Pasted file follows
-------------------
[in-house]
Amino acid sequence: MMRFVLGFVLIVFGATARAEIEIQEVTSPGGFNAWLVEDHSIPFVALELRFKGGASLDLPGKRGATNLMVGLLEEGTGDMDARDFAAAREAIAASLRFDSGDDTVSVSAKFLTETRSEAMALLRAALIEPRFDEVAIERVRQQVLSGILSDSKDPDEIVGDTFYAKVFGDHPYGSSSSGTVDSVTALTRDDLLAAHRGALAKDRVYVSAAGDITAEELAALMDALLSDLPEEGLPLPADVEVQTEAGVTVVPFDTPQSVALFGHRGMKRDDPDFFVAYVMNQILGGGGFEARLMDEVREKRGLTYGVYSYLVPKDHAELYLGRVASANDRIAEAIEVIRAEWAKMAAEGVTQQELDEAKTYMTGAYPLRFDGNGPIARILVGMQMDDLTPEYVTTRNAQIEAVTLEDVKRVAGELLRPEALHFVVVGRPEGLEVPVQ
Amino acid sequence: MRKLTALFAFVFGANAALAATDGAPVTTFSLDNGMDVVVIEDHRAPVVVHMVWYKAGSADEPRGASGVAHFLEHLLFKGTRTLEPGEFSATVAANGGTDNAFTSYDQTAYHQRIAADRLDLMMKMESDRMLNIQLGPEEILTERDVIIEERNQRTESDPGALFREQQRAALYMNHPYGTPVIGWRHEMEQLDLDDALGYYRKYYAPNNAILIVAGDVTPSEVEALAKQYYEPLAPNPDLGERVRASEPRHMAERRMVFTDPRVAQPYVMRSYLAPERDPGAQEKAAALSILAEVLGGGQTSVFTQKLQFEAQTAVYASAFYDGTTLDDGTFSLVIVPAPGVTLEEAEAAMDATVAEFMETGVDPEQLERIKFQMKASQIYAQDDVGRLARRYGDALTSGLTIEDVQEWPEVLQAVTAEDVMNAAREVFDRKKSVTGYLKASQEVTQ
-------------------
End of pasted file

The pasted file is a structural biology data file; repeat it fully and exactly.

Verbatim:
[in-house]
Amino acid sequence: MMRFVLGFVLIVFGATARAEIEIQEVTSPGGFNAWLVEDHSIPFVALELRFKGGASLDLPGKRGATNLMVGLLEEGTGDMDARDFAAAREAIAASLRFDSGDDTVSVSAKFLTETRSEAMALLRAALIEPRFDEVAIERVRQQVLSGILSDSKDPDEIVGDTFYAKVFGDHPYGSSSSGTVDSVTALTRDDLLAAHRGALAKDRVYVSAAGDITAEELAALMDALLSDLPEEGLPLPADVEVQTEAGVTVVPFDTPQSVALFGHRGMKRDDPDFFVAYVMNQILGGGGFEARLMDEVREKRGLTYGVYSYLVPKDHAELYLGRVASANDRIAEAIEVIRAEWAKMAAEGVTQQELDEAKTYMTGAYPLRFDGNGPIARILVGMQMDDLTPEYVTTRNAQIEAVTLEDVKRVAGELLRPEALHFVVVGRPEGLEVPVQ
Amino acid sequence: MRKLTALFAFVFGANAALAATDGAPVTTFSLDNGMDVVVIEDHRAPVVVHMVWYKAGSADEPRGASGVAHFLEHLLFKGTRTLEPGEFSATVAANGGTDNAFTSYDQTAYHQRIAADRLDLMMKMESDRMLNIQLGPEEILTERDVIIEERNQRTESDPGALFREQQRAALYMNHPYGTPVIGWRHEMEQLDLDDALGYYRKYYAPNNAILIVAGDVTPSEVEALAKQYYEPLAPNPDLGERVRASEPRHMAERRMVFTDPRVAQPYVMRSYLAPERDPGAQEKAAALSILAEVLGGGQTSVFTQKLQFEAQTAVYASAFYDGTTLDDGTFSLVIVPAPGVTLEEAEAAMDATVAEFMETGVDPEQLERIKFQMKASQIYAQDDVGRLARRYGDALTSGLTIEDVQEWPEVLQAVTAEDVMNAAREVFDRKKSVTGYLKASQEVTQ